Wired Wilderness cover image

American wildlife biologists first began fitting animals with radio transmitters in the 1950s. By the 1980s the practice had proven so useful to scientists and nonscientists alike that it became global. Wired Wilderness is the first book-length study of the origin, evolution, use, and impact of these now-commonplace tracking technologies.

Combining approaches from environmental history, the history of science and technology, animal studies, and the cultural and political history of the United States, Etienne Benson traces the radio tracking of wild animals across a wide range of institutions, regions, and species and in a variety of contexts. He explains how hunters, animal-rights activists, and other conservation-minded groups gradually turned tagging from a tool for control into a conduit for connection with wildlife. Drawing on extensive archival research, interviews with wildlife biologists and engineers, and in-depth case studies of specific conservation issues — such as the management of deer, grouse, and other game animals in the upper Midwest and the conservation of tigers and rhinoceroses in Nepal — Benson illuminates telemetry’s context-dependent uses and meanings as well as commonalities among tagging practices.

Wired Wilderness traces the evolution of the modern wildlife biologist’s field practices and shows how the intense interest of nonscientists at once constrained and benefited the field. Scholars of and researchers involved in wildlife management will find this history both fascinating and revealing.

Reviews and Press

“An important addition to an emerging picture on how and why efforts emerged to keep a pulse on the planet.”
— Gregg Mitman, Technology & Culture
“A fascinating read … will appeal to anyone with an interest in wildlife management or research.”
— Jenny MacPherson, Biological Conservation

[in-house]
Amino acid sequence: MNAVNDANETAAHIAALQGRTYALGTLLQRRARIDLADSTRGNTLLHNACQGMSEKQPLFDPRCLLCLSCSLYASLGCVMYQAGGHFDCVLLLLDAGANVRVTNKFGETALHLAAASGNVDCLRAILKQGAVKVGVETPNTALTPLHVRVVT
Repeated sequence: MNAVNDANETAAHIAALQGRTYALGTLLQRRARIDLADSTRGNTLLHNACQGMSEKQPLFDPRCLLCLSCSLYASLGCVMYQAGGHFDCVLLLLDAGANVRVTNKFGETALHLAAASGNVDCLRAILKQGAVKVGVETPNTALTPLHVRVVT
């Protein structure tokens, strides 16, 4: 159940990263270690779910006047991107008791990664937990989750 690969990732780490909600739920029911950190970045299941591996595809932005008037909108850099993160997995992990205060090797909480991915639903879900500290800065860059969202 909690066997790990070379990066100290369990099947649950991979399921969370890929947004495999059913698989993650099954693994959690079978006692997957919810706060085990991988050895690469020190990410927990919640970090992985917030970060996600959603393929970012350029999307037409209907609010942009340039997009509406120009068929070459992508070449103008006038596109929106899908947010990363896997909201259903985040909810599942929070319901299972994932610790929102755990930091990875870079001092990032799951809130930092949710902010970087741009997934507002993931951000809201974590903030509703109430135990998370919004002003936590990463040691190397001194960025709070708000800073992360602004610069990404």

“If you want to read a gripping tale of wildlife research in the face of constant aggravation, this is it!”
“A unique study of biopolitics in the history of wildlife tracking.”
— Sarah Papworth, Oryx
“The greatest strength of Wired Wilderness is its extraordinary detail, melding the history of science and technology with environmental history. Benson also examines at some length the political implications of radio tracking technology, its hybrid scientific and social identity, and the contested nature of the notion of wildlife itself.”
— Stephen Bocking, Isis
“A must read for anyone interested in radio-telemetry technology or … involved in current radio-telemetry research.”
— Howard O. Clark, Jr., Canadian Field-Naturalist
“A much-needed reminder that human dimensions have influenced and will continue to influence the direction of wildlife conservation, science, and management just as much as changing technologies.”
Choice
“An outstanding survey of how wild animals are tracked and documented.”
Midwest Book Review
“An empirically well-grounded study of a technology so defining of an important field of nature management that its publication should be of interest to many people.”
— Hakon B. Stokland, Icon

 

Wired Wilderness was the subject of an H-Net review roundtable (PDF) published on January 10, 2013, with an introduction by Jacob Darwin Hamblin, reviews by Sara Dant, Michael Lewis, and Robert M. Wilson, and a response by the author.

In January 2012 Wired Wilderness was discussed on Bernard Geoghegan’s Cultural Technologies podcast along with Jussi Parikka’s Insect Media.

Availability

Wired Wilderness is available in hardcover from Amazon.comBarnes & Noble, and other booksellers, or directly from Johns Hopkins University Press. It’s also available as an ebook in Kindle format and via Project MUSE.